The Many Reasons to Invest in Korea

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The Many Reasons to Invest in Korea

Due to the policies of the Kim Dae-jung administration to develop democracy and a market economy side by side, investment in Korea by foreign firms has increased since 1998. The amount of aggregate Japanese investment in Korea is $10.07 billion, which accounted for 16 percent of total foreign investment in Korea as of October 2000. The United States ranked first at $16.68 billion. But the amount of foreign investment is decreasing, however slightly, causing worry within the administration. Why is foreign investment faltering?

I participated as a representative of the Seoul Japan Club (SJC) in a debate on foreign direct investment, which was held to commemorate the one-year anniversary of the establishment of the Ombudsman at the end of November 2000.

It was an opportunity to exchange ideas about foreign direct investment with Shin Kook-hwan, minister of commerce, industry and energy, and representatives of the American Chamber of Commerce in Korea, the European Union Chamber of Commerce in Korea and SJC.

Ombudsman and professor Kim Wan-soon, who was the chairman of the meeting, asked, "Japanese investment has been increasing since 1998. What do you think is the reason?"

I answered, "As a subject of investment, first of all, Korea is attractive as a manufacturing base, second, it is a dynamic market and third, its economic environment is changing. Korea's attraction as a manufacturing base is that there are high quality human resources in all industries, personnel expenses are one third of the level of Japan and there are first class infrastructure in communications and energy. Also, favorable investment protocols - foreign investment district designations that offer incentives to foreign investors and the Ombudsman system- have been implemented during the Kim Dae-jung administration. Small and medium-sized firms have been encouraged with the provision of funds for business restructuring and improved access to the Chinese market - starting with expanded port facilities in Pusan - which can be included in Korea's attraction as an investment base.

Second, as a market, Korea appeals to foreign investors since it has a high potential for domestic growth. A large population concentrated in a small territory tends to make Korea's consumption patterns uniform and easy to subdivide as a market. Also, Koreans show a strong preference for foreign brands, and restrictions on imports from Japan were set aside after the dissolution of the system for the diversification import sources in June 1999.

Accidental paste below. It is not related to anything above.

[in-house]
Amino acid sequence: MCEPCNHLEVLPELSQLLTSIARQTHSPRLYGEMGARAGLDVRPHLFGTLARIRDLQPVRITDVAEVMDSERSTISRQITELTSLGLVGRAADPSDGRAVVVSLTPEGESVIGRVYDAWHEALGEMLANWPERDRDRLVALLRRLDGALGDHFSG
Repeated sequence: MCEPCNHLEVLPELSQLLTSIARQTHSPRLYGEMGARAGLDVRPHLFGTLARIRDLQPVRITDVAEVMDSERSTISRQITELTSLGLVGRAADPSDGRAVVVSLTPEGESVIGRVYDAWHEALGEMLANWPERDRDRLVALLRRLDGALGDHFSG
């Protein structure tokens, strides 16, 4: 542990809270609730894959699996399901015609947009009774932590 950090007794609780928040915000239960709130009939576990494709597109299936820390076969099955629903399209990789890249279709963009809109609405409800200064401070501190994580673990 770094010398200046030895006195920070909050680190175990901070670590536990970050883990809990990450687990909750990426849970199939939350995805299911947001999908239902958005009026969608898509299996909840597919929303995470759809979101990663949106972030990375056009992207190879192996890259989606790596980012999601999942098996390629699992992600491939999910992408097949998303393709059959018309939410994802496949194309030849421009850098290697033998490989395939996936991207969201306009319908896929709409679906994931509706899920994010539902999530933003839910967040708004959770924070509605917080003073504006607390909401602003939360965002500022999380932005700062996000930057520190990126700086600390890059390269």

An even greater attraction is changes in the nation's disposition towards Japan after President Kim's first visit there in 1998. Since the opening to Japanese movies and music, the number of Koreans claiming to accept Japanese culture without prejudice has been increasing. Also, the co-hosting of the 2002 World Cup by Korea and Japan will lay the foundation for great change in business and investment.

I think Korea has changed greatly and is still undergoing changes since the inauguration of President Kim and the International Monetary Fund bailout. But Korea should change its perception of the Japanese. I feel it is urgent for Korea and Japan to cooperate as equal partners in leading Asia. Addressing professor Kim's question further, I said, "Korea is an attractive investment site in many ways, but the radical labor clashes have chilled foreign investors. There are concerns that the Korean labor market has not changed.

"In addition, there was an anachronistic incident of Korean union members visiting the headoffice in Tokyo to make their appeal to a Japanese firm, which raised concern. This is what Japanese managers see as a fault in Korea." I hope this reply by an entrepreneur who loves Korea helps improve the investment environment here.

by Nobuya Takasugi

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